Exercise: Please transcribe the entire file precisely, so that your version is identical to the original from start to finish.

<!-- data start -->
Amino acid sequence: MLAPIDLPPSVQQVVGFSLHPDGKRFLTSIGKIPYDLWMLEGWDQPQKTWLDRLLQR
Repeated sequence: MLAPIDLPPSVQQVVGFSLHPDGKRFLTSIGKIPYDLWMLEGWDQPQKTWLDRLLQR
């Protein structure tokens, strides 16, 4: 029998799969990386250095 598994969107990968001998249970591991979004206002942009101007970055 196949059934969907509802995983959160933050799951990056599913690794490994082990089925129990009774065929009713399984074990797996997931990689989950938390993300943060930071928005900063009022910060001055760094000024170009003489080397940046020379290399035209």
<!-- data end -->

Amino acid sequence: MLAPIDLPPSVQQVVGFSLHPDGKRFLTSIGKIPYDLWMLEGWDQPQKTWLDRLLQR
Repeated sequence: MLAPIDLPPSVQQVVGFSLHPDGKRFLTSIGKIPYDLWMLEGWDQPQKTWLDRLLQR
């Protein structure tokens, strides 16, 4: 029998799969990386250095 598994969107990968001998249970591991979004206002942009101007970055 196949059934969907509802995983959160933050799951990056599913690794490994082990089925129990009774065929009713399984074990797996997931990689989950938390993300943060930071928005900063009022910060001055760094000024170009003489080397940046020379290399035209």